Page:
If there is not much dust and dirt where you live then it may never be a problem.
  12. Altoidfishfins

    Altoidfishfins Monkey++

    Nice drawing OP4. I would allow the water to drain, or be pumped, on to trees and shrubs. But I'm a long time desert rat.
  13. Ganado

    Ganado Monkey+++

    If you use plants you don't have to clean it out. Water gets cleaned in the world via plans mud and dirt.

    A mechanical solution is alot of work. start looking at cisterns in places like the middle east. They have huge underground cisterns that require maintenance but are mostly plant and fish based for keeping it clean.

    Other suggestion if you are lazy like me, lol at natural swimming pools. no chlorine just looks like a pond

    Houston has a huge underground cistern

    Sand Water Purifier | Survival Monkey Forums

    My Roof Rainwater Collection System | Survival Monkey Forums
  14. hot diggity

    hot diggity Monkey++

    Ah, a perfect example of how everything old is new again. There are lots details about how things were done in the good old days that I fear we are destined to relearn the hard way. Fortunately, cisterns I can remember.

    Grandma T's house had a cistern, steep green metal roof, trees all around the house and a manual diverter valve above the charcoal filter. After a rain the valve was moved to drain the gutters into the side yard flower bed. During the days without rain all sorts of crud would accumulate on the roof and in the gutters. No worries. Next rain Grandpa would just watch Hee Haw and relax while the roof got a good rinsing from the storm. An appropriate time later, (which was something that amazed me as a child, how old folks seemed to just "know" how long was long enough.) he'd reach out the screen door and flip the valve over to direct the now mostly clean rain water through the charcoal filter and into the cistern.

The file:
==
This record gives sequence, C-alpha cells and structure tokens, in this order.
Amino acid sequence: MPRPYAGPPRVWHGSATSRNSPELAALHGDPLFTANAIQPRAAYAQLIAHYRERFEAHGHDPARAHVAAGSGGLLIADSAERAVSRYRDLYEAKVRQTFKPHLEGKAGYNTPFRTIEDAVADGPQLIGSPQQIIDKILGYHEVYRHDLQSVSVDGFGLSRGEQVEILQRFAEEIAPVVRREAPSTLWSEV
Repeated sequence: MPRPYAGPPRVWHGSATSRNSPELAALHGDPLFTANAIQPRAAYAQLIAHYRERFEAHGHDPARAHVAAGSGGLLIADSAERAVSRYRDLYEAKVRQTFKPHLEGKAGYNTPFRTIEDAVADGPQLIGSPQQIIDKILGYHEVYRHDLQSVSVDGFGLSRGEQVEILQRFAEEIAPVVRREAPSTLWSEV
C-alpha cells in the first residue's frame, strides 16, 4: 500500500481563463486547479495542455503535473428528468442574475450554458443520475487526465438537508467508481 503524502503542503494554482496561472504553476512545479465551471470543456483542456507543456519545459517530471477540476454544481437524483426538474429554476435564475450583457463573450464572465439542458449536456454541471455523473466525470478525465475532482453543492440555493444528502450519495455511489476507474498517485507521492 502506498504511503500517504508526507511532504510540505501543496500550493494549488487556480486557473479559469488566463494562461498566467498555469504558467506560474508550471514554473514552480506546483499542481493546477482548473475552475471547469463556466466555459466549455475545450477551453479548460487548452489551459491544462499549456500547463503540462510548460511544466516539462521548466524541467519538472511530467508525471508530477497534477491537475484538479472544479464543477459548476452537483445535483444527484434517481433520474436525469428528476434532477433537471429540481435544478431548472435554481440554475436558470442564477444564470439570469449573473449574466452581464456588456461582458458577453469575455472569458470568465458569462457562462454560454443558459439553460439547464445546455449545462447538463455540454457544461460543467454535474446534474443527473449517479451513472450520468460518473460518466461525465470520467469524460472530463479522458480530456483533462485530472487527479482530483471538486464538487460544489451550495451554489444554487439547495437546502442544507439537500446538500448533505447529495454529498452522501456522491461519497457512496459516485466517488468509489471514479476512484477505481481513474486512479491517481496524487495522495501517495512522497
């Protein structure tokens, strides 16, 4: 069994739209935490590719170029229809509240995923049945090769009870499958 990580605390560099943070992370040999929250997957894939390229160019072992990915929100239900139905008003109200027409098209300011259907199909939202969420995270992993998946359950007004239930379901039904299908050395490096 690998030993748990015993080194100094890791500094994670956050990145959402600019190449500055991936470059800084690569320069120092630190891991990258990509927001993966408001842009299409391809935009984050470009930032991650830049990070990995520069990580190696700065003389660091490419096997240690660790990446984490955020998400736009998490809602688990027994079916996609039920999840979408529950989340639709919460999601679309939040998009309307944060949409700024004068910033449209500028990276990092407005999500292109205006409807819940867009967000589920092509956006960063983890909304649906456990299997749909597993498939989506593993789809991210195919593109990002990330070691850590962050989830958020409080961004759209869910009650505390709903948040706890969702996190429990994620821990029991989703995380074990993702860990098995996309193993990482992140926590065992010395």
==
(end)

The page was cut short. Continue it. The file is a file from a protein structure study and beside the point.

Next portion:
I've told the story of the rabbit skeleton here some time ago, but I suspect that cistern had evaporated dry some time in the mid 1980's. Last time I raised the lid in the pantry floor to have a look down there was about 25 years ago, and even being completely forgotten and neglected there was little else down there but the bleached white bones of that poor rabbit. Haunting. Forever looking up at the light.

    Ganado likes this.
  15. oil pan 4

    oil pan 4 Monkey+